Tripp: [00:04:13] And then there is also Russell Ackoff and Peter singing and Russell a cough is probably makes up most of my thinking around systems thinking other than what Dr. Deming wrote as part of a system of profound knowledge. Now, I remember Dr. Deming basically said you don't have to be an expert in each one of the areas of his system or profound knowledge. So systems, thinking, variation, theory, variation, theory, knowledge and psychology. Or knowledge about variation and and psychology. But if you wanted to get deeper, which I enjoy doing, I like to go back. I liked understand the history. I like to understand how things moved over a period of years with regards to the thinking and how is it advancing what we're doing. But Russell Ackoff to me wrote in in a language that I could understand better. Peter Senge wrote some good stuff. And I know people that really get a lot out of his readings. I just didn't get what I needed from Peter Senge. Now, Russell Ackoff wrote a number of books. There's some things I agree with him on. There's some things I disagree with him on. One would be idealized redesign. I think that that systems are not scoped out and then you build to it because I think by the time you build it, it's it needs to be improved. So there has to be this component of almost a dynamic system that's constantly renewing itself as opposed to constantly building models that you have to build to.
Tripp: [00:05:54] But that could be a whole another Deming lens and maybe at some point in the future. So anyway, those are the players that there are many others that are out there have written in. And I apologize. I haven't read everyone's work, but I've read others works. But those people stand out in my mind as probably the most influential. From where I sit on the subject as systems thinking.
Tripp: [00:06:23] Now. The what's what's kind of go with the second part about organizational structure and let's think in terms of some of things I've talked about in the past, which is Frederick Taylor and Taylor ism and talk in terms of how we've built most of our organizations and for all of our technological advancements.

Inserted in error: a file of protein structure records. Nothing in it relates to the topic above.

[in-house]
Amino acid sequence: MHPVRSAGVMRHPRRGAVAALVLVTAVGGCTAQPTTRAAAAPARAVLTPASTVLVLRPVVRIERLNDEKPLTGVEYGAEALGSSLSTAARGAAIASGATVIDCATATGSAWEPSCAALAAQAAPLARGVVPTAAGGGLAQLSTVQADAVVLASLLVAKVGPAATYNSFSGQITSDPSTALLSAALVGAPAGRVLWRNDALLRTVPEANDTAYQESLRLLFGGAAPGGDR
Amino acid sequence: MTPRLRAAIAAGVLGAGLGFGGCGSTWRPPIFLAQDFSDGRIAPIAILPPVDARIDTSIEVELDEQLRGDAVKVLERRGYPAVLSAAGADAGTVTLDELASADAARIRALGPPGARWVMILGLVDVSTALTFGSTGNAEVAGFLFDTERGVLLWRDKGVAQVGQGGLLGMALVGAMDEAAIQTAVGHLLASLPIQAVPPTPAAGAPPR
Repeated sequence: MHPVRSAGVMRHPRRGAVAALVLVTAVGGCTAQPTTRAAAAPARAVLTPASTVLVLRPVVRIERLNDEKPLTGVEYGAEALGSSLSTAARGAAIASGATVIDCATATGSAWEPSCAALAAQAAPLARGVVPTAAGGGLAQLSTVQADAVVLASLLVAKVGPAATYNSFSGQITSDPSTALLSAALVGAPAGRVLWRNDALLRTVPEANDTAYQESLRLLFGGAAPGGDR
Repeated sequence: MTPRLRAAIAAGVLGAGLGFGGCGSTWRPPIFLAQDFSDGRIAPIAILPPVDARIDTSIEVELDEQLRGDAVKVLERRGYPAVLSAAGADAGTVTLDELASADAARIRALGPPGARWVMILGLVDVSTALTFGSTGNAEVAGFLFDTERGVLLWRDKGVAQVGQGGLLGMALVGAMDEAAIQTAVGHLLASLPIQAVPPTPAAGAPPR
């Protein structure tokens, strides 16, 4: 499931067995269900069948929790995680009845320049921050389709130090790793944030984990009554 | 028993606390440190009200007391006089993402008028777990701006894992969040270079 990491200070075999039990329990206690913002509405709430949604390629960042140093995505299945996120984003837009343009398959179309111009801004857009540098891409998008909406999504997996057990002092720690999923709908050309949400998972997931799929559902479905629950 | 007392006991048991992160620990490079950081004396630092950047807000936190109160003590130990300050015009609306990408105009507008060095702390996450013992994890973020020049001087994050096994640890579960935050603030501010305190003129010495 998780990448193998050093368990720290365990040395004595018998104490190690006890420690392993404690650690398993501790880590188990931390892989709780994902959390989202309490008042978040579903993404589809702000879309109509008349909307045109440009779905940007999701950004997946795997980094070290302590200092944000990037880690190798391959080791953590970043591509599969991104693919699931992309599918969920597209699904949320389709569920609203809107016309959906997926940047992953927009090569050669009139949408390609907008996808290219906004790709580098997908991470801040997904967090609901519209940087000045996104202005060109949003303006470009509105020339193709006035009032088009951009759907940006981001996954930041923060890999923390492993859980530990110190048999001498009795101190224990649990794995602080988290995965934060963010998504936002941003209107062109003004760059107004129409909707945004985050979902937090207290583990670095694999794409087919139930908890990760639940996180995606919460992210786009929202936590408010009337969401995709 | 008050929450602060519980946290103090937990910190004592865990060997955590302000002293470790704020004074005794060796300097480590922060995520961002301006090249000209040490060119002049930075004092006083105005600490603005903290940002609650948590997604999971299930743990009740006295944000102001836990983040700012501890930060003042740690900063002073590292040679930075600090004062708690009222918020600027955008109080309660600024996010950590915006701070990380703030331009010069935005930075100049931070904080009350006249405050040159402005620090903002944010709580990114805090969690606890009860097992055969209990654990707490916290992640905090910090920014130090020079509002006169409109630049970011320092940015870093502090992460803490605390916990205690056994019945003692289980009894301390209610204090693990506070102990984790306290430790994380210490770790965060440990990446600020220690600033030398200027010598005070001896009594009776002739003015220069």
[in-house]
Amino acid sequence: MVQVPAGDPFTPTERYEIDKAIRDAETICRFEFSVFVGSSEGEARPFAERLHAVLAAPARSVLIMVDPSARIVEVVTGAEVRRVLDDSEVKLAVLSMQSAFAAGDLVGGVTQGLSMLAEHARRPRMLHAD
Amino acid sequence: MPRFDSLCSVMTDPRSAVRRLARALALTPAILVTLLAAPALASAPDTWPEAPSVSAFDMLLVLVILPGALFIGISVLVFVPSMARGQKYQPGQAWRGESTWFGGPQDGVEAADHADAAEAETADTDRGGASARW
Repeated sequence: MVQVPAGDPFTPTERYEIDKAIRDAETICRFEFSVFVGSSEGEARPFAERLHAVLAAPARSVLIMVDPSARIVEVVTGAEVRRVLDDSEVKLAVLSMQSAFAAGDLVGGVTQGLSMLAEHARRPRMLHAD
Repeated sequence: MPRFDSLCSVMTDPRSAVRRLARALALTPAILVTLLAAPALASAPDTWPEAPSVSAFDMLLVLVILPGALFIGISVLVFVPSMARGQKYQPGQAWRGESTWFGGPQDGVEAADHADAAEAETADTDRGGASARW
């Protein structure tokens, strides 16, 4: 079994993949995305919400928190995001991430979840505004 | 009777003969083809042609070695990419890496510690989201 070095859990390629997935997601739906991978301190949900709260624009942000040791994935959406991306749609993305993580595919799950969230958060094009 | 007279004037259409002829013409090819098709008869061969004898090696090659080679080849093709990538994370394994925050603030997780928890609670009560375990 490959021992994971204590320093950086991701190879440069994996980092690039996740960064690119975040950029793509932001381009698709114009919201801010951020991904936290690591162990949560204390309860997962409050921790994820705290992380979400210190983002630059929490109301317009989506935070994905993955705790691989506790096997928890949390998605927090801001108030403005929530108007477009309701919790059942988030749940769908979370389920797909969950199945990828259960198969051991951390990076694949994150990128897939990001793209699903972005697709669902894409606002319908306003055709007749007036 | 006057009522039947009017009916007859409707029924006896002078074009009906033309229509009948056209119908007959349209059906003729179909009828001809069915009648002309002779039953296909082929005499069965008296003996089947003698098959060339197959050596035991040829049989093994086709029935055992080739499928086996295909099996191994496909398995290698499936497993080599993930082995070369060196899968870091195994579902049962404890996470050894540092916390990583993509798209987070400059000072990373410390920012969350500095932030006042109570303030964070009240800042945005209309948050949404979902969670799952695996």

Tripp: [00:06:50] Most organizations are all designed in the same way. We've separated out the pieces that make up an organization like sales and operations and counting and things of that sort. But it's from one perspective, it is all one system that has to work together in order to achieve its optimal ability to work as a system.
Tripp: [00:07:21] So Taylor separated the parts he was working on and thinking in terms of optimizing each of the parts of an of an organization, and this kind of takes me back to something that Ackoff said, which is a system taken apart, loses its essential properties. So it's this whole thinking of if we add up the pieces, if we break them apart and we add them up, then we will get what the system is capable of doing. And we also know from Russell AcKoff, the system is greater than the sum of its parts. There's the interaction of them. And there's actually a good song out there. I was presented by someone who I thought was a systems thinker. It turned out later that they really weren't. But it was a good song, which is Johnny Cash had has a song about building a Cadillac and it called One Piece at a Time.